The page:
Divorce requires some financial strategy, especially during asset division. But splitting a home can come with extra challenges. As couples can’t usually own a home separately, typically, only one spouse gets to keep it.
Judges consider many factors
As Massachusetts is an equitable distribution state, judges tend to make their decisions not on what’s equal, but what’s fair. These rules can play a huge role in determining who keeps the home, especially if it was a joint purchase. Depending on the circumstances, custodial parents usually have a better chance of maintaining the house. As courts try to hold the child’s best interests in mind, many judges attempt to prevent disruption in a child’s life to a minimum.
However, not every couple has kids. If that’s the case, determining who gets the home can be difficult. Here’s what childless spouses can do if they wish to own the home:
- Find out how much it’s worth: Spouses should figure out if they can afford to make the mortgage payments on it first. If they can prove they have the financial means to maintain the home independently, they should pursue it. If not, it could put them and the non-homeowning spouse in financial trouble.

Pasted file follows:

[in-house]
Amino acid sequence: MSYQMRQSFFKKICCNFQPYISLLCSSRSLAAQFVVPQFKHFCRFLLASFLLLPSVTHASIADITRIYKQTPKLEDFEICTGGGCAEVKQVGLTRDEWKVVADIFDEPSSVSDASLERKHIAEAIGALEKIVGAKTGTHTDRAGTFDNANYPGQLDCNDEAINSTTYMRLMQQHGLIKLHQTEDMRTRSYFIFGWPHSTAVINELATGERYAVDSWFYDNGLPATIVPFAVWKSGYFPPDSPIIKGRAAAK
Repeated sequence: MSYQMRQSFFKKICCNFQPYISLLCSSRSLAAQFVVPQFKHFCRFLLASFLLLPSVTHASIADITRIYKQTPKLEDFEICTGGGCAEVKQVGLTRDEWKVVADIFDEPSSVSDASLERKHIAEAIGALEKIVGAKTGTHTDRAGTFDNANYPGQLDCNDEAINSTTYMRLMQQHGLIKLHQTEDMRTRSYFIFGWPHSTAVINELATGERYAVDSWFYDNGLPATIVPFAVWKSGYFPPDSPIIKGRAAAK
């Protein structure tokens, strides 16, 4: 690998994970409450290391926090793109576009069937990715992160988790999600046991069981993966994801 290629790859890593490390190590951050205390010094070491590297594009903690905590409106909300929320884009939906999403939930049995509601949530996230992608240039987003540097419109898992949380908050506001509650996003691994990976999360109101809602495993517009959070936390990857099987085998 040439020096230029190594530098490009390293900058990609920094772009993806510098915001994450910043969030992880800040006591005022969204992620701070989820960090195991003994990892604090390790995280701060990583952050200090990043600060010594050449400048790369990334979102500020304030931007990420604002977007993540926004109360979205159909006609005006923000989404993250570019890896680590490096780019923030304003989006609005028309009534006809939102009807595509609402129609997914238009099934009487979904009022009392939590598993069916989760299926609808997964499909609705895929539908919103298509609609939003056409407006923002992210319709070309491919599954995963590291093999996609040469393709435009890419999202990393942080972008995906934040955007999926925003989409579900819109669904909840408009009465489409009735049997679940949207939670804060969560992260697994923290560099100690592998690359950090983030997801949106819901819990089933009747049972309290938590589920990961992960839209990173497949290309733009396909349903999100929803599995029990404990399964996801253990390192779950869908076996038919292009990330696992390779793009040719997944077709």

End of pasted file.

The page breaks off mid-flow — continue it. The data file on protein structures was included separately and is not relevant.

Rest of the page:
- Prove that they have the money: High-income earners have several ways they can do this. Depending on their circumstances, if they wish to maintain homeownership, they could offer their spouse other assets that hold similar value. Those things could include money from an investment account or interest payments from rental properties. They could also negotiate a buyout where one spouse pays the other for their portion of the mortgage.
Negotiations aren’t always easy
Regardless if it’s contentious or not, divorce comes with many ups and downs. And just because one person has what they need to claim the home, that doesn’t mean the other spouse will be content with negotiations. If that’s the case, there is assistance available to help couples make these tough decisions.